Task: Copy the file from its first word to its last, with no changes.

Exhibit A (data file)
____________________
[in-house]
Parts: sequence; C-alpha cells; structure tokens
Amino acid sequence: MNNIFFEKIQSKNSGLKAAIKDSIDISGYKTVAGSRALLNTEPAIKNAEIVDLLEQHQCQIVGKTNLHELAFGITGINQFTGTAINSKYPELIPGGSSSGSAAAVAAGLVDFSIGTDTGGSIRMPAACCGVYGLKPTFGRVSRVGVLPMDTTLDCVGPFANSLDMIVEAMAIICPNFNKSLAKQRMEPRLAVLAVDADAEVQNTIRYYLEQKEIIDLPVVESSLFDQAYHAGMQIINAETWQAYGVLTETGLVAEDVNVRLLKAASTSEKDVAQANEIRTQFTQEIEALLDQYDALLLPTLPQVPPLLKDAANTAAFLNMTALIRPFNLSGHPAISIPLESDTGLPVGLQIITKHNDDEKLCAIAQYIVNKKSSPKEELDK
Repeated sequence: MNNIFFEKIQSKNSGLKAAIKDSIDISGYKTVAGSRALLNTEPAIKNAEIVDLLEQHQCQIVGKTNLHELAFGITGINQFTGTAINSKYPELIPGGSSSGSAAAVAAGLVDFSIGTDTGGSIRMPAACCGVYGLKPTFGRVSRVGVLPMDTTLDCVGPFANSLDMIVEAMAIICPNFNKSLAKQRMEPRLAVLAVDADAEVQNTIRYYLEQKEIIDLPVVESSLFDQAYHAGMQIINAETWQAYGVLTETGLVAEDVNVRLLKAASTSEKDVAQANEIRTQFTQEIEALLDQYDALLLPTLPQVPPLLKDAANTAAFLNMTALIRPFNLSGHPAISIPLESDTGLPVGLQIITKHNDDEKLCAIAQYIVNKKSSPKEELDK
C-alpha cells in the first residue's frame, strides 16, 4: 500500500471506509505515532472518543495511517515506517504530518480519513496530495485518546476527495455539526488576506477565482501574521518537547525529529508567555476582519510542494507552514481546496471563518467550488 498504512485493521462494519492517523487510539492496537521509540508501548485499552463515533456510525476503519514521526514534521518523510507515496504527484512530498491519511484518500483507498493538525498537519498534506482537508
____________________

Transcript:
[in-house]
Parts: sequence; C-alpha cells; structure tokens
Amino acid sequence: MNNIFFEKIQSKNSGLKAAIKDSIDISGYKTVAGSRALLNTEPAIKNAEIVDLLEQHQCQIVGKTNLHELAFGITGINQFTGTAINSKYPELIPGGSSSGSAAAVAAGLVDFSIGTDTGGSIRMPAACCGVYGLKPTFGRVSRVGVLPMDTTLDCVGPFANSLDMIVEAMAIICPNFNKSLAKQRMEPRLAVLAVDADAEVQNTIRYYLEQKEIIDLPVVESSLFDQAYHAGMQIINAETWQAYGVLTETGLVAEDVNVRLLKAASTSEKDVAQANEIRTQFTQEIEALLDQYDALLLPTLPQVPPLLKDAANTAAFLNMTALIRPFNLSGHPAISIPLESDTGLPVGLQIITKHNDDEKLCAIAQYIVNKKSSPKEELDK
Repeated sequence: MNNIFFEKIQSKNSGLKAAIKDSIDISGYKTVAGSRALLNTEPAIKNAEIVDLLEQHQCQIVGKTNLHELAFGITGINQFTGTAINSKYPELIPGGSSSGSAAAVAAGLVDFSIGTDTGGSIRMPAACCGVYGLKPTFGRVSRVGVLPMDTTLDCVGPFANSLDMIVEAMAIICPNFNKSLAKQRMEPRLAVLAVDADAEVQNTIRYYLEQKEIIDLPVVESSLFDQAYHAGMQIINAETWQAYGVLTETGLVAEDVNVRLLKAASTSEKDVAQANEIRTQFTQEIEALLDQYDALLLPTLPQVPPLLKDAANTAAFLNMTALIRPFNLSGHPAISIPLESDTGLPVGLQIITKHNDDEKLCAIAQYIVNKKSSPKEELDK
C-alpha cells in the first residue's frame, strides 16, 4: 500500500471506509505515532472518543495511517515506517504530518480519513496530495485518546476527495455539526488576506477565482501574521518537547525529529508567555476582519510542494507552514481546496471563518467550488 498504512485493521462494519492517523487510539492496537521509540508501548485499552463515533456510525476503519514521526514534521518523510507515496504527484512530498491519511484518500483507498493538525498537519498534506482537508